Hachiken isn’t that different from his friends, that’s what I was getting at with the previous paragraph. Likewise when it comes to dreams, while some of the kids know exactly what they want to be, there are those who struggle – the boy who wants to be a veterinarian but can’t see an animal suffering; the boy who wants to take a load off of his mother but actually wants to become a professional baseball player, and intends to use money earned there to hire work for his mother; the girl who’s the only child to inherit the farm where we meet her whole family up to her great-grandmother, but she doesn’t want to be a farmer, and seems to care more for horses than anything else.
At one portion the message he’s spreading is quite TV-esque – “So long it’s about following a dream, it’s all good” is basically what he’s saying, without considering the costs of dreams, or that dreams are nothing special compared to what you actually end up doing with your life. He over-values dreams simply because he lacks one. Lacking a dream is not a terrible thing, it means you are open to new experiences. One thing that is very enjoyable about watching Hachiken as a main character is his child’s delight at new experiences – he bakes a pizza, he gets to drink fresh milk for the first time, he gets to butcher a ran-over deer. All these experiences excite him, because he’s living in the moment. A dream is sort of a way to escape the moment and live in the future.
Hachiken’s older brother makes an appearance, he’s a genius who got into Tokyo University without even trying but had decided to defy their results-only interested father and travels the country, living the moment. Hachiken resents him, but it feels part of it is because he does what he wishes he could, and not because he’s good at it, but because he wants to.
Hachiken ran away from Tokyo and his prep-school because he didn’t know what he wanted to do, when the lesson he is given in the final episode of the season talks about the fact that it doesn’t matter what you do, but who you are(and that what you do is distinct from who you are). Hachiken escaped Tokyo to the agricultural school because he felt the effort he was putting in wasn’t taking him anywhere, and he didn’t know where he wanted to go to begin with. Hachiken ran away, but he was met with the same problem in his new school – he was still surrounded by people who seemingly know what they want to do, where they want to get to, and learned a valuable lesson – no matter how far you run, you always carry yourself along. You can’t outrun yourself, and eventually you must come to terms with yourself.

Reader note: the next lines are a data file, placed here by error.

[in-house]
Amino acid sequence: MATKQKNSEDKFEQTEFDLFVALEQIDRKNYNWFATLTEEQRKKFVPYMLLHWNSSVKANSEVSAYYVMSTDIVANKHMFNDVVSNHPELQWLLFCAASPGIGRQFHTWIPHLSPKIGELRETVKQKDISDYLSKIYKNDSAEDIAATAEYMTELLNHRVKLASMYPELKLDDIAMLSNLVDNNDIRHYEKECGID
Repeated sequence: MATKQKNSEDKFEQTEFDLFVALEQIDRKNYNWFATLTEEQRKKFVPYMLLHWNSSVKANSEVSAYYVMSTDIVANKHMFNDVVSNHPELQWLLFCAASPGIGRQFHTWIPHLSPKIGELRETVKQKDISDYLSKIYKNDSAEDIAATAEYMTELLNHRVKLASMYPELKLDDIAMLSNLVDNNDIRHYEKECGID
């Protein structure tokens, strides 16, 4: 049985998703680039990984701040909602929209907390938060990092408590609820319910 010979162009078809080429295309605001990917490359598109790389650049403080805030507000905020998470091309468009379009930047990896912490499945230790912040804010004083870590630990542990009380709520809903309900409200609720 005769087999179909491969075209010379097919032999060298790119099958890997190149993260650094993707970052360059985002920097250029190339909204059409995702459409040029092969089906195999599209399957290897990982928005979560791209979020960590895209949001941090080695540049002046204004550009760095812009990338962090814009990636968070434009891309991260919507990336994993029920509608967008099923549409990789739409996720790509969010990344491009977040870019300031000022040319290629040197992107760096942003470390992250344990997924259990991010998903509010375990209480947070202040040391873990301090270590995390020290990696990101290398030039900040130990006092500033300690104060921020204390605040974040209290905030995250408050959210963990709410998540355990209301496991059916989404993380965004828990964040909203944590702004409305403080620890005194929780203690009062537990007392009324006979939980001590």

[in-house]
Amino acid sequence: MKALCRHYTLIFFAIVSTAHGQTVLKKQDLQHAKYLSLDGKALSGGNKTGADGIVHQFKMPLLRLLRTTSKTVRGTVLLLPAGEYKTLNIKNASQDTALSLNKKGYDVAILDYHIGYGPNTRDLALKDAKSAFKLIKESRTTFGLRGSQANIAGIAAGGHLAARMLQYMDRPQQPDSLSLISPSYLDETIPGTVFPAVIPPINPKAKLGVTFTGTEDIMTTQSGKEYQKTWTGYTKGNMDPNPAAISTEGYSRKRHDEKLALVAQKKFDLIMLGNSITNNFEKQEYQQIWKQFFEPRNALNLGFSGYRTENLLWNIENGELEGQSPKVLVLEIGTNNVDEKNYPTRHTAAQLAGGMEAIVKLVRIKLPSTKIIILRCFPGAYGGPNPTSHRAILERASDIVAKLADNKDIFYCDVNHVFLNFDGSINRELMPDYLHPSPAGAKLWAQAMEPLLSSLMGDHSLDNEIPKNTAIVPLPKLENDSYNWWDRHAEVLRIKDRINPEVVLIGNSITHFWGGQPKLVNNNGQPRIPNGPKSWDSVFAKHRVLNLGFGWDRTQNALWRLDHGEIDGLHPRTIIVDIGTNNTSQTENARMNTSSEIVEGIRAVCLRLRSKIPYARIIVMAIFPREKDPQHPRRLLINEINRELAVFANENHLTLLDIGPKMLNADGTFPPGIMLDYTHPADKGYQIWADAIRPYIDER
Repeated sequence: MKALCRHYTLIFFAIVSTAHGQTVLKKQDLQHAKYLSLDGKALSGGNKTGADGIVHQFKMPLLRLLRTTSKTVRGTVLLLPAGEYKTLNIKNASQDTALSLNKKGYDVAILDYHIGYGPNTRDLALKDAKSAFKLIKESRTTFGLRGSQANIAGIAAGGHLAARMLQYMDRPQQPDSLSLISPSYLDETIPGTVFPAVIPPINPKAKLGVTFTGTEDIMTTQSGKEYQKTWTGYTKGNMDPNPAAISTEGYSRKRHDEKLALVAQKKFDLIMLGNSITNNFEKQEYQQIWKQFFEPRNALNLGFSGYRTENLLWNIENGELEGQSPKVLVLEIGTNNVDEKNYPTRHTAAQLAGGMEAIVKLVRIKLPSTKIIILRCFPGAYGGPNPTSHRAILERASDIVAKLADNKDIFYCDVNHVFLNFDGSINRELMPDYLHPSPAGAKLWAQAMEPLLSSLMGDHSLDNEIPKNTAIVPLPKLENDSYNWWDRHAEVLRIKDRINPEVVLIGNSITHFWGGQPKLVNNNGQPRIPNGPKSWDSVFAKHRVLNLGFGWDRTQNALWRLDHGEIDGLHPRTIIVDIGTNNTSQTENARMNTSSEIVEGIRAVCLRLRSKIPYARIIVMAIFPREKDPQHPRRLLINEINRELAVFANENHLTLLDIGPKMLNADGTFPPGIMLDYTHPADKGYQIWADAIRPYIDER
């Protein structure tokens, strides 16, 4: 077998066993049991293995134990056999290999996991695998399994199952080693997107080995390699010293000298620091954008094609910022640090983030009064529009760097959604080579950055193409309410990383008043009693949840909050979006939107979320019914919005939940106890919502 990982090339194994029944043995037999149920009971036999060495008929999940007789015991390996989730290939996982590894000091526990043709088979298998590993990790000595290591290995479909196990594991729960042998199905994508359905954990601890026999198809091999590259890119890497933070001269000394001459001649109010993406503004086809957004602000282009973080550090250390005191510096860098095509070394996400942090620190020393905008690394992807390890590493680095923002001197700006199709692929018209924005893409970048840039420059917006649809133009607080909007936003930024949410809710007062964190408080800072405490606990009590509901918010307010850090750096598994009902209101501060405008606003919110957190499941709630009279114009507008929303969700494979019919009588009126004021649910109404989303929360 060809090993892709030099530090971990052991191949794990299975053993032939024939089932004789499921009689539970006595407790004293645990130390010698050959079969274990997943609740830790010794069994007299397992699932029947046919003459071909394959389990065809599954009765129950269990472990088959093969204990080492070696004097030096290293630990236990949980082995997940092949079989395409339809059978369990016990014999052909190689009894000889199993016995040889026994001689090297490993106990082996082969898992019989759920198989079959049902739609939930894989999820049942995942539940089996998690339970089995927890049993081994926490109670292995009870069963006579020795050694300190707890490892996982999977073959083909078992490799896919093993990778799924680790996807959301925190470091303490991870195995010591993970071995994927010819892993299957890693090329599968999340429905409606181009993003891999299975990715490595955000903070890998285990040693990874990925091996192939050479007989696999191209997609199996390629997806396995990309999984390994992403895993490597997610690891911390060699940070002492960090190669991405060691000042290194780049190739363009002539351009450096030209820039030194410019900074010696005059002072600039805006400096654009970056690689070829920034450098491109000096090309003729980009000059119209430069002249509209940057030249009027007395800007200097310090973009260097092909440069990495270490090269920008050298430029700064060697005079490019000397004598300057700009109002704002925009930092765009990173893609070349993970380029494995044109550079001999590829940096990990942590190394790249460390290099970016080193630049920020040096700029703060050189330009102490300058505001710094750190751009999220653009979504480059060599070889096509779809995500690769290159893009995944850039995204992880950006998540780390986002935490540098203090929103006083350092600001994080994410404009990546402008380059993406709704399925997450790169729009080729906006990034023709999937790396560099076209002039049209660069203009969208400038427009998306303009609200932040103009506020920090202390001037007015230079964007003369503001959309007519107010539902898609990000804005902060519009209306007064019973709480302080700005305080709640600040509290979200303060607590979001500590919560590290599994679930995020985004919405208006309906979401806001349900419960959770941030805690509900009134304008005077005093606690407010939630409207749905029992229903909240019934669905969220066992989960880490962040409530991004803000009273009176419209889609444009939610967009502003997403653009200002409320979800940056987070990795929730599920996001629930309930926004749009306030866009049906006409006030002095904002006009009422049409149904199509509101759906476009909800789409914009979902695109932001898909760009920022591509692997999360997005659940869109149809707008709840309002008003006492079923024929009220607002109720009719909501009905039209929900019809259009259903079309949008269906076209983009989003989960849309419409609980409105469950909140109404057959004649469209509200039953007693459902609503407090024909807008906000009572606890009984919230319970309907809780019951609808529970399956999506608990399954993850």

To me, Hachiken isn’t moving forward, yet. Each time he lets himself loose, or he sees someone having a dream, he brings up all the ways it could fail. Each time he is enjoying himself, he stops himself by comparing himself to others around him as lacking. Hachiken not only carries himself wherever he goes, but his father’s voice as well. This voice is displeased with his lack of future, with his lack of results, of going to be a farmer. Hachiken isn’t advancing because he recoils each time he has a chance to let his past loose, to forget the future, and enjoy the moment. But you know, all these experiences are priming him, and eventually it will all come loose, all at once, and Hachiken will be free. Free to start his pig farm and hug his pigs all day long.
Conclusion: This show is the surprising show of the season, I certainly didn’t expect to enjoy it as much as I have, but I found myself smiling and saying “Oh, already?” when an episode ended. I give it a hearty 8.6/10 cute piglets. It had one episode which reminded me of the journey to The Guild in Angel Beats! which I didn’t like at all. This show in general has a good mixture of actually funny visual gags, warm human moments, a shy and stuttering non-romance which feels real and is enjoyable to watch.
This was a slice of life show that didn’t pander, that didn’t try too hard to be funny or comforting, to be cute or preachy. If anything, the topic matter, being discussion of hopes and dreams and fear of the future due to apparent lack thereof reminded me of the very sombre Welcome to the NHK, and the recent articles about Generation Y’s future.
I can’t wait for the next season.
(Bonus question: What dreams did you have when you were younger, and how did you deal with the future-fright many of us seem to go through?)